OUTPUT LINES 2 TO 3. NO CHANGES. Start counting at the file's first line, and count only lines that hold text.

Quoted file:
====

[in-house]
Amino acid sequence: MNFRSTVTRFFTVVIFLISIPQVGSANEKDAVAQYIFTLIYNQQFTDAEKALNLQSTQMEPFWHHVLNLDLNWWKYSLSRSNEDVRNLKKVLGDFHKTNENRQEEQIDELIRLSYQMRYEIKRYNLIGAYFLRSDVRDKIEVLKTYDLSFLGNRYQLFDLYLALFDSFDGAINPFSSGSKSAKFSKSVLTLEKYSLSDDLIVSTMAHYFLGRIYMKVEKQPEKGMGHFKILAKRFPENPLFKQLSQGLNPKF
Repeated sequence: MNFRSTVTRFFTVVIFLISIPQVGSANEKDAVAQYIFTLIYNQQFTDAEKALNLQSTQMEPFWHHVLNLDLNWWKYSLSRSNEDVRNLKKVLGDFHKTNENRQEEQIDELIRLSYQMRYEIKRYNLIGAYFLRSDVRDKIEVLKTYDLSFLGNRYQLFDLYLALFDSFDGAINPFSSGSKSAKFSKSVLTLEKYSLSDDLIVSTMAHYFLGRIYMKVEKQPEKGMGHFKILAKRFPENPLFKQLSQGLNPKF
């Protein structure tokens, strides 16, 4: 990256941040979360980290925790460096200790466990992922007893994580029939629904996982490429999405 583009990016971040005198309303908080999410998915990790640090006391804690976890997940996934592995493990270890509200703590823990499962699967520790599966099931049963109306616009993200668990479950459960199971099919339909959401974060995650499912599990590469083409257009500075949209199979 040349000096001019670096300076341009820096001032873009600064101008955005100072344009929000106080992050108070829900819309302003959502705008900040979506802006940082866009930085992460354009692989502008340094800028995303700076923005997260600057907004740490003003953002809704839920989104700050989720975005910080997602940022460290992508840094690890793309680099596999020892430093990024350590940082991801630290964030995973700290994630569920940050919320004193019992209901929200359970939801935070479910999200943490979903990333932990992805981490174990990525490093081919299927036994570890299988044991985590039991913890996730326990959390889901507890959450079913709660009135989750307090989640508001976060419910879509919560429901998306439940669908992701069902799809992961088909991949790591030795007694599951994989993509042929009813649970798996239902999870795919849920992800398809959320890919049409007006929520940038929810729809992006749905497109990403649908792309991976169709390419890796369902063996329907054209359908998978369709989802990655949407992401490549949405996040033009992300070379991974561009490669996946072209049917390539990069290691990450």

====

Amino acid sequence: MNFRSTVTRFFTVVIFLISIPQVGSANEKDAVAQYIFTLIYNQQFTDAEKALNLQSTQMEPFWHHVLNLDLNWWKYSLSRSNEDVRNLKKVLGDFHKTNENRQEEQIDELIRLSYQMRYEIKRYNLIGAYFLRSDVRDKIEVLKTYDLSFLGNRYQLFDLYLALFDSFDGAINPFSSGSKSAKFSKSVLTLEKYSLSDDLIVSTMAHYFLGRIYMKVEKQPEKGMGHFKILAKRFPENPLFKQLSQGLNPKF
Repeated sequence: MNFRSTVTRFFTVVIFLISIPQVGSANEKDAVAQYIFTLIYNQQFTDAEKALNLQSTQMEPFWHHVLNLDLNWWKYSLSRSNEDVRNLKKVLGDFHKTNENRQEEQIDELIRLSYQMRYEIKRYNLIGAYFLRSDVRDKIEVLKTYDLSFLGNRYQLFDLYLALFDSFDGAINPFSSGSKSAKFSKSVLTLEKYSLSDDLIVSTMAHYFLGRIYMKVEKQPEKGMGHFKILAKRFPENPLFKQLSQGLNPKF